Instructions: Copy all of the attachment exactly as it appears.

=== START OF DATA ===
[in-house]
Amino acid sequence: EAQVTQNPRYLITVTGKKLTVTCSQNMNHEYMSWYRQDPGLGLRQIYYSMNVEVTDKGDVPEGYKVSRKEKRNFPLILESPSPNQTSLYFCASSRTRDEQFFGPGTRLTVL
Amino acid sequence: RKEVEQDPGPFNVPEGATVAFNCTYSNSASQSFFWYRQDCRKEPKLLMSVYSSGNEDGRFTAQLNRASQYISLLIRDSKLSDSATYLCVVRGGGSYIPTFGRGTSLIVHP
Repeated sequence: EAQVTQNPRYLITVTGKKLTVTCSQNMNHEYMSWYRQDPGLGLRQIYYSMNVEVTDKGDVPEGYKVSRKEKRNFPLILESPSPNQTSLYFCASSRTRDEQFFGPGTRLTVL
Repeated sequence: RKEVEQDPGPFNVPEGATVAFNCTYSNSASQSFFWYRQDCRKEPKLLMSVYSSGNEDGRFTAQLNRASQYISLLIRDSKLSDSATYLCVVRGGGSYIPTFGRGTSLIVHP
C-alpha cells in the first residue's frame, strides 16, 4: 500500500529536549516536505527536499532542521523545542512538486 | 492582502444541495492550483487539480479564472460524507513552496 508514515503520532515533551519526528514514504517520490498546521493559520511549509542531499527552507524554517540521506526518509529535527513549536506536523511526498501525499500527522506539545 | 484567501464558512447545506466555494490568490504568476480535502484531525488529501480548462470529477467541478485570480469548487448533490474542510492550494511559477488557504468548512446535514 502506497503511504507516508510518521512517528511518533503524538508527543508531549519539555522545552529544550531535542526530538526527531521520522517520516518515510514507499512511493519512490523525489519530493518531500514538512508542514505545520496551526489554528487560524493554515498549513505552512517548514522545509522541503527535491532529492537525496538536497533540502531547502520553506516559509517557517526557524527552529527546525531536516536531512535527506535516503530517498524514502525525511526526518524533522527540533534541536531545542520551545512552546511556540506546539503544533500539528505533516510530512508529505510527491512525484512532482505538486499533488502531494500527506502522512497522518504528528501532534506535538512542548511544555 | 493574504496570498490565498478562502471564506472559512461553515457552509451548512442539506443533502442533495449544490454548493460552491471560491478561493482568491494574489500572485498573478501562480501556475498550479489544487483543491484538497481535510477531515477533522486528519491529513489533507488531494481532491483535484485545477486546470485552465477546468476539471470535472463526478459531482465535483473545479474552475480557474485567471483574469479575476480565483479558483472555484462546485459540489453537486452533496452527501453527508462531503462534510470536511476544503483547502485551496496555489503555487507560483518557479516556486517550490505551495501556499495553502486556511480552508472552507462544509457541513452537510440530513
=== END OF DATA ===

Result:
[in-house]
Amino acid sequence: EAQVTQNPRYLITVTGKKLTVTCSQNMNHEYMSWYRQDPGLGLRQIYYSMNVEVTDKGDVPEGYKVSRKEKRNFPLILESPSPNQTSLYFCASSRTRDEQFFGPGTRLTVL
Amino acid sequence: RKEVEQDPGPFNVPEGATVAFNCTYSNSASQSFFWYRQDCRKEPKLLMSVYSSGNEDGRFTAQLNRASQYISLLIRDSKLSDSATYLCVVRGGGSYIPTFGRGTSLIVHP
Repeated sequence: EAQVTQNPRYLITVTGKKLTVTCSQNMNHEYMSWYRQDPGLGLRQIYYSMNVEVTDKGDVPEGYKVSRKEKRNFPLILESPSPNQTSLYFCASSRTRDEQFFGPGTRLTVL
Repeated sequence: RKEVEQDPGPFNVPEGATVAFNCTYSNSASQSFFWYRQDCRKEPKLLMSVYSSGNEDGRFTAQLNRASQYISLLIRDSKLSDSATYLCVVRGGGSYIPTFGRGTSLIVHP
C-alpha cells in the first residue's frame, strides 16, 4: 500500500529536549516536505527536499532542521523545542512538486 | 492582502444541495492550483487539480479564472460524507513552496 508514515503520532515533551519526528514514504517520490498546521493559520511549509542531499527552507524554517540521506526518509529535527513549536506536523511526498501525499500527522506539545 | 484567501464558512447545506466555494490568490504568476480535502484531525488529501480548462470529477467541478485570480469548487448533490474542510492550494511559477488557504468548512446535514 502506497503511504507516508510518521512517528511518533503524538508527543508531549519539555522545552529544550531535542526530538526527531521520522517520516518515510514507499512511493519512490523525489519530493518531500514538512508542514505545520496551526489554528487560524493554515498549513505552512517548514522545509522541503527535491532529492537525496538536497533540502531547502520553506516559509517557517526557524527552529527546525531536516536531512535527506535516503530517498524514502525525511526526518524533522527540533534541536531545542520551545512552546511556540506546539503544533500539528505533516510530512508529505510527491512525484512532482505538486499533488502531494500527506502522512497522518504528528501532534506535538512542548511544555 | 493574504496570498490565498478562502471564506472559512461553515457552509451548512442539506443533502442533495449544490454548493460552491471560491478561493482568491494574489500572485498573478501562480501556475498550479489544487483543491484538497481535510477531515477533522486528519491529513489533507488531494481532491483535484485545477486546470485552465477546468476539471470535472463526478459531482465535483473545479474552475480557474485567471483574469479575476480565483479558483472555484462546485459540489453537486452533496452527501453527508462531503462534510470536511476544503483547502485551496496555489503555487507560483518557479516556486517550490505551495501556499495553502486556511480552508472552507462544509457541513452537510440530513